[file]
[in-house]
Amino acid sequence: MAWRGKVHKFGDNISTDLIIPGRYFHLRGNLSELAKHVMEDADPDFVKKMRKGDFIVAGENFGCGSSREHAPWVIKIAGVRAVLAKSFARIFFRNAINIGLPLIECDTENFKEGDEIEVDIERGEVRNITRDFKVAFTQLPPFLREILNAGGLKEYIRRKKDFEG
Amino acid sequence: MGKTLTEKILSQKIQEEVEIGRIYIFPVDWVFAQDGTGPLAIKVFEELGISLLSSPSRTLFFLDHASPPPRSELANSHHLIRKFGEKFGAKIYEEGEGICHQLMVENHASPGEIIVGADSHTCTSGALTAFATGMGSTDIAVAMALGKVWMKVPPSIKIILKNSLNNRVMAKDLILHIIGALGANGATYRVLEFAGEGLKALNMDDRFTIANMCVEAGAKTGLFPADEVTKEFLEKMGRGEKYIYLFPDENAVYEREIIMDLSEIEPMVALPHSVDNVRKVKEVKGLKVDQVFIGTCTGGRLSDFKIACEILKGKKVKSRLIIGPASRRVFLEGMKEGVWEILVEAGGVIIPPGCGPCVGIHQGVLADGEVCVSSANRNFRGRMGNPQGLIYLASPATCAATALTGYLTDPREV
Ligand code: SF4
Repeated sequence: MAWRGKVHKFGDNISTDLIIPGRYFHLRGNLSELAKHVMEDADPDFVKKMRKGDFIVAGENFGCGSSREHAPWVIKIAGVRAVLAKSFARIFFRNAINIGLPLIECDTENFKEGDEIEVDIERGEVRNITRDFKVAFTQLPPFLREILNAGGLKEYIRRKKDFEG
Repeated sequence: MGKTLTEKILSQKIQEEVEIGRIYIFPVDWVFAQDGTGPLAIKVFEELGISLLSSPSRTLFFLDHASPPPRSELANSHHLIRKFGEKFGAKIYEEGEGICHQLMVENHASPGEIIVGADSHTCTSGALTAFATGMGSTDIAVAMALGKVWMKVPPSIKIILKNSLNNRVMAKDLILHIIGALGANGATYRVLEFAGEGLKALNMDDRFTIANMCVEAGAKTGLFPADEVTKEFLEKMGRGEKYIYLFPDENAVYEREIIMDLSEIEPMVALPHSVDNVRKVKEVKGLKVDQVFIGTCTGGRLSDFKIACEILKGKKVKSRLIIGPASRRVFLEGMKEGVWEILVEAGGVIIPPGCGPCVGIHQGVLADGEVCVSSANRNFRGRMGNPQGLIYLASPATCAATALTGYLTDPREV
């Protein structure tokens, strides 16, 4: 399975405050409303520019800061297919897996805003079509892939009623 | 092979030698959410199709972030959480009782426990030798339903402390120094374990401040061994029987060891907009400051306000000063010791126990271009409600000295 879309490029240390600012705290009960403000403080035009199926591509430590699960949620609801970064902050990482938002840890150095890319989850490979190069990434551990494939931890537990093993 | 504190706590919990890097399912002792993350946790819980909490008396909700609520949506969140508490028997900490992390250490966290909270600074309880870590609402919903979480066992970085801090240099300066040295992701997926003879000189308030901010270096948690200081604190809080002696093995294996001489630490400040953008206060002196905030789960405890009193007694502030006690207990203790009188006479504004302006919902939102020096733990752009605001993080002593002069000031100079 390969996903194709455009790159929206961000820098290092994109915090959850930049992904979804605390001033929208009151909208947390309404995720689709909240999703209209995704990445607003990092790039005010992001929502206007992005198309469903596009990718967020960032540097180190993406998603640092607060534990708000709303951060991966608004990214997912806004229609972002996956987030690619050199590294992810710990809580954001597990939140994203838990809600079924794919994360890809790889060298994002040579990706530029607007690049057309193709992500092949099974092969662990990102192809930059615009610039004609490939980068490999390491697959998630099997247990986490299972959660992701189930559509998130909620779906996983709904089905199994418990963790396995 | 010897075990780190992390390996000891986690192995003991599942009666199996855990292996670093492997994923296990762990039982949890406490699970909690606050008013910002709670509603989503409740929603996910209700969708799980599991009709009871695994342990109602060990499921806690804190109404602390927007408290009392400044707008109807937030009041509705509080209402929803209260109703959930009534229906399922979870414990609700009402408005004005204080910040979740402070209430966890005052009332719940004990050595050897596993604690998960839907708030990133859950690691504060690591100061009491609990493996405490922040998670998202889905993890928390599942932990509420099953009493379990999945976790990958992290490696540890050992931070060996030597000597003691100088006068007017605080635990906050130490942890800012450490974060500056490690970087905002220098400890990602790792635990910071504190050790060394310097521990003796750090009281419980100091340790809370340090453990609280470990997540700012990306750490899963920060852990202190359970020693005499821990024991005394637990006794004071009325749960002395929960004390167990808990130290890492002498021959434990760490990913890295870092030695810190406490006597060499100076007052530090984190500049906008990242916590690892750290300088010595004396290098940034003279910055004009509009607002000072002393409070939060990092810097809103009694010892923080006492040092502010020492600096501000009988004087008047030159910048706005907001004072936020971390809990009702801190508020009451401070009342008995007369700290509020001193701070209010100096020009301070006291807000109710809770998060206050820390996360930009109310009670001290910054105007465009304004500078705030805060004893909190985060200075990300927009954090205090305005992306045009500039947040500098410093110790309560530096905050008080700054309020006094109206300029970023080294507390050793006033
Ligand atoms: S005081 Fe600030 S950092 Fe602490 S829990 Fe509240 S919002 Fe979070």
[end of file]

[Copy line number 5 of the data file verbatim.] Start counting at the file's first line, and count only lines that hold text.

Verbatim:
Repeated sequence: MAWRGKVHKFGDNISTDLIIPGRYFHLRGNLSELAKHVMEDADPDFVKKMRKGDFIVAGENFGCGSSREHAPWVIKIAGVRAVLAKSFARIFFRNAINIGLPLIECDTENFKEGDEIEVDIERGEVRNITRDFKVAFTQLPPFLREILNAGGLKEYIRRKKDFEG